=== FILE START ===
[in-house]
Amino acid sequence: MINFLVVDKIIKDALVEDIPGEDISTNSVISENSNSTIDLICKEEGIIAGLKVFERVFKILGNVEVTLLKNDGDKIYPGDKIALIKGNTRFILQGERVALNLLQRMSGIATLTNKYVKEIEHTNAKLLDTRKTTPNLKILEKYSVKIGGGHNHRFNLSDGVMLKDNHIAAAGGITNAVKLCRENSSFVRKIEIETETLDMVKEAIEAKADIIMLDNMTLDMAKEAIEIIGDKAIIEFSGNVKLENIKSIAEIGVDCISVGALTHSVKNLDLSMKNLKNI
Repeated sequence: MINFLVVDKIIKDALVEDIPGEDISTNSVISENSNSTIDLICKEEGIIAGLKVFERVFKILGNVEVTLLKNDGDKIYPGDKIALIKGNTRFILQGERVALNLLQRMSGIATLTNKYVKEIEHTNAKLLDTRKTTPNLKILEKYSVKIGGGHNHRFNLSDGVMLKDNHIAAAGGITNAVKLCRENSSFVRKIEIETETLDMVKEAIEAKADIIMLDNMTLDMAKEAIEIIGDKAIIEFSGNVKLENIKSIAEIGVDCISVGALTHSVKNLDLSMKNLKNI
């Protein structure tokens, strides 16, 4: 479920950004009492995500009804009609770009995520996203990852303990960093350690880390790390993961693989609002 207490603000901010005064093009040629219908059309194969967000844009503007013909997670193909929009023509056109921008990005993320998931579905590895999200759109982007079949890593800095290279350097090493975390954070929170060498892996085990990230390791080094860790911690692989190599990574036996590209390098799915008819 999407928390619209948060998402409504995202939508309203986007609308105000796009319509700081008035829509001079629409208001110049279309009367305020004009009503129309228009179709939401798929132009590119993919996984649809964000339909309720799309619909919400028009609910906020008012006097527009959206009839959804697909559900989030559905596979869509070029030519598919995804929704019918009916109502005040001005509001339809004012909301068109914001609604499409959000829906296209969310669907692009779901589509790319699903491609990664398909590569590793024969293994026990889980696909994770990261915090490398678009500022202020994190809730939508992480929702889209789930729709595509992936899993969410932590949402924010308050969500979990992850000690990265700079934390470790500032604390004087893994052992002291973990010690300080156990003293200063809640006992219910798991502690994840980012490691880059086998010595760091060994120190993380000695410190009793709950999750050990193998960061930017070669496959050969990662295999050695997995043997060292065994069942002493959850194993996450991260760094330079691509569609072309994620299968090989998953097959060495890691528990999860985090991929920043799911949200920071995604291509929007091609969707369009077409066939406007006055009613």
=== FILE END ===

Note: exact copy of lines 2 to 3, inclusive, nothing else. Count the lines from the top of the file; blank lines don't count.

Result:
Amino acid sequence: MINFLVVDKIIKDALVEDIPGEDISTNSVISENSNSTIDLICKEEGIIAGLKVFERVFKILGNVEVTLLKNDGDKIYPGDKIALIKGNTRFILQGERVALNLLQRMSGIATLTNKYVKEIEHTNAKLLDTRKTTPNLKILEKYSVKIGGGHNHRFNLSDGVMLKDNHIAAAGGITNAVKLCRENSSFVRKIEIETETLDMVKEAIEAKADIIMLDNMTLDMAKEAIEIIGDKAIIEFSGNVKLENIKSIAEIGVDCISVGALTHSVKNLDLSMKNLKNI
Repeated sequence: MINFLVVDKIIKDALVEDIPGEDISTNSVISENSNSTIDLICKEEGIIAGLKVFERVFKILGNVEVTLLKNDGDKIYPGDKIALIKGNTRFILQGERVALNLLQRMSGIATLTNKYVKEIEHTNAKLLDTRKTTPNLKILEKYSVKIGGGHNHRFNLSDGVMLKDNHIAAAGGITNAVKLCRENSSFVRKIEIETETLDMVKEAIEAKADIIMLDNMTLDMAKEAIEIIGDKAIIEFSGNVKLENIKSIAEIGVDCISVGALTHSVKNLDLSMKNLKNI